The California Consumer Privacy Act (CCPA) went into effect January 1, 2020. This law deals with the right of consumers to know or even control how their personal information is used by organizations. For businesses that collect such information from consumers, this represents new burdens.
Do I Have to Comply with CCPA?
The CCPA comes with certain thresholds that may exclude some small or medium businesses from compliance requirements. What are these thresholds? You’re on the hook for compliance if you are:
- Are a for-profit business operating in California
- Collect personal information from consumers
- Exceed one or more of the following:
- Buy, receive, sell or share personal data from 50,000+ devices, consumers, or households
- Have gross annual revenues of over $25 million
- Sales of California residents’ personal data represents 50% or more of total annual revenue
I Don’t Meet the Thresholds, So Why Should I Worry About CCPA?
The CCPA is the most extensive privacy law ever passed in the US. Other states are taking a page from California’s book and are considering or have already passed similar legislation. Plus, the possibility of having different standards instituted across multiple states could result in the enactment of a privacy law at the federal level. So even if the CCPA does not currently affect you, it will eventually.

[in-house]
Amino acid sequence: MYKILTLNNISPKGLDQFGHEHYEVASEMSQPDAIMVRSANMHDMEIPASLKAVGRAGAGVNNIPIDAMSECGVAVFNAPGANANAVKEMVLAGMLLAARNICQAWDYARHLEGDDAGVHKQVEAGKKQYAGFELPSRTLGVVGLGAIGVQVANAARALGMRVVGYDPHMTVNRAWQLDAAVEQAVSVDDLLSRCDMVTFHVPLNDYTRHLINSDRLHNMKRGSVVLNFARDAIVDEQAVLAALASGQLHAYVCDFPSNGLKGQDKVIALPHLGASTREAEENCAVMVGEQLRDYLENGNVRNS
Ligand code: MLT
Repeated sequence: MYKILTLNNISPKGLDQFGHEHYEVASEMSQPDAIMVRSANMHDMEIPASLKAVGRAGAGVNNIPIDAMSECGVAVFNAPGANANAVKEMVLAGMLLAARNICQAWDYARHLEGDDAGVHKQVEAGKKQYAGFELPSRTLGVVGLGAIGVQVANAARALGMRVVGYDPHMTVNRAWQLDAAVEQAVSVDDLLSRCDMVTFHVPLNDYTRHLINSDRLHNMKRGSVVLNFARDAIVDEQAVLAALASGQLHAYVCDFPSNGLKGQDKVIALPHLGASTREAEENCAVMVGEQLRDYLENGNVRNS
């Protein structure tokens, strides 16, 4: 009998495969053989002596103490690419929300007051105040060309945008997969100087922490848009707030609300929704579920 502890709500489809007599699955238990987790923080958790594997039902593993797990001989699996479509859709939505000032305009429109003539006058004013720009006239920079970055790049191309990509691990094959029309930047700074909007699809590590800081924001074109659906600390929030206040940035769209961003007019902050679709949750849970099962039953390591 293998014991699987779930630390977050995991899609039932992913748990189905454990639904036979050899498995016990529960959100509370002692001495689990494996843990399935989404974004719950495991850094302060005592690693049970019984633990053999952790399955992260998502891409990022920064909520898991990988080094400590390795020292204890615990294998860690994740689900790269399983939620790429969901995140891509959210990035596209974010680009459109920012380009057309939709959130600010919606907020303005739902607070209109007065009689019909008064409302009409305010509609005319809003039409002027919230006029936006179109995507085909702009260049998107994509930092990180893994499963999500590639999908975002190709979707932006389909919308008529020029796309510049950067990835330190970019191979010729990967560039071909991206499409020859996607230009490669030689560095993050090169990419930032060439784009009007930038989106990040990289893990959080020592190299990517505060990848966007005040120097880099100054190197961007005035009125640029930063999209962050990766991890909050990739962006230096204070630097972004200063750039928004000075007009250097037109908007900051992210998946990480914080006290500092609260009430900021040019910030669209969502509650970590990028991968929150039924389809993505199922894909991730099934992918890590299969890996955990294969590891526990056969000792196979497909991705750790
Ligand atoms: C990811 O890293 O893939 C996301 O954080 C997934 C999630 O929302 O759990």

Looking at the legislative climate, given the CCPA and likelihood of more laws like it coming soon, it’s clear that there is an increasing recognition of the need for businesses to handle consumer data responsibly, for consumers to have the right to determine how that data can be used, and for businesses to protect consumer data against theft or loss.
What is “Reasonable Security”?
Part of the CCPA revolves around an organization’s responsibility to protect consumer data against theft or loss, like through a data breach. If a business fails to implement reasonable safety measures, resulting in a breach, they may be liable to pay penalties of $100-$750 per consumer per incident, or even higher. What would count as “easonable security” measures? The CCPA does not specify, but some legal experts refer to the state attorney general’s words in the California 2016 Data Breach Report:
“The 20 controls in the Center for Internet Security’s Critical Security Controls define a minimum level of information security that all organizations that collect or maintain personal information should meet. The failure to implement all the Controls that apply to an organization’s environment constitutes a lack of reasonable security.”
These CIS Controls are comprised of a set of 20 broad categories of action, each of which contains subcontrols in the form of specific tools and practices. These subcontrols vary based on the sensitivity of the data you’re protecting, the size of your organization, and the extent of your IT resources. Together, these controls form a defense strategy against breaches and cyberattacks.
We recommend that companies of all sizes take a look at the CIS Controls—especially if you’re at or near a threshold for CCPA compliance. At FIT Solutions, we use CIS Controls and other security frameworks, like NIST, to follow best cybersecurity practices for our clients. Contact us or call 888-339-5694 for help in strengthening your organization’s defenses.